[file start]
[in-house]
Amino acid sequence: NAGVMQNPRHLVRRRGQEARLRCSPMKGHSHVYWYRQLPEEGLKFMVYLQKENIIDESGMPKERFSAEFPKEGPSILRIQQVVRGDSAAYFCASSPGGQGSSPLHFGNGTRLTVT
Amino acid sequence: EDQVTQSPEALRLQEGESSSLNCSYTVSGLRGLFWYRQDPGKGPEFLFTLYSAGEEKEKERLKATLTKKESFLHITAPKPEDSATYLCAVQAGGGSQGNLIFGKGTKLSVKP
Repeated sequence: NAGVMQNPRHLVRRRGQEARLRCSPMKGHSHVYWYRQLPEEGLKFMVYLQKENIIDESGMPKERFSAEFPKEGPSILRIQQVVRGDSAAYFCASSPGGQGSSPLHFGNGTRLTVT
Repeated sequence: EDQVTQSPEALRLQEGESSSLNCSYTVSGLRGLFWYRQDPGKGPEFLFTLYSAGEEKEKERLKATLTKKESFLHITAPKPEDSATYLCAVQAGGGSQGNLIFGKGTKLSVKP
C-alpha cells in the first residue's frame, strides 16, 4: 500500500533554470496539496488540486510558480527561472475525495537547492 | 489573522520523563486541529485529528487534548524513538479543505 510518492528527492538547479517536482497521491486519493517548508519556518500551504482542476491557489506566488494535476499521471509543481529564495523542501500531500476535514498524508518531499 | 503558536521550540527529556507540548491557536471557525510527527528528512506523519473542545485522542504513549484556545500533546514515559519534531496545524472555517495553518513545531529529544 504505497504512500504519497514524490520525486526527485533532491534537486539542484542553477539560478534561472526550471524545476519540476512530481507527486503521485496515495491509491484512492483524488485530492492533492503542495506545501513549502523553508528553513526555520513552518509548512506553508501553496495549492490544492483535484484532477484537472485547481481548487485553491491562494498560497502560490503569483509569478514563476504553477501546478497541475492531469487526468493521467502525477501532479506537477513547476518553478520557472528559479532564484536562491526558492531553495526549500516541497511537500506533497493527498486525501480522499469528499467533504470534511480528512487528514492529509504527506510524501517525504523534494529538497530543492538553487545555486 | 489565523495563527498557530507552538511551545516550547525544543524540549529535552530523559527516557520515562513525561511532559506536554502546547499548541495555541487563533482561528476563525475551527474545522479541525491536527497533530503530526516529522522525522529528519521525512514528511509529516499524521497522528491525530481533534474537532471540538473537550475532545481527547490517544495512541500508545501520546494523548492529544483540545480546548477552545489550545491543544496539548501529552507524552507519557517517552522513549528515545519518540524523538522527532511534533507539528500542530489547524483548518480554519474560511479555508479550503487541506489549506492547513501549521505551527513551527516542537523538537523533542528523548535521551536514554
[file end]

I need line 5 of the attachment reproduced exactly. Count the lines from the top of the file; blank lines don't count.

Repeated sequence: EDQVTQSPEALRLQEGESSSLNCSYTVSGLRGLFWYRQDPGKGPEFLFTLYSAGEEKEKERLKATLTKKESFLHITAPKPEDSATYLCAVQAGGGSQGNLIFGKGTKLSVKP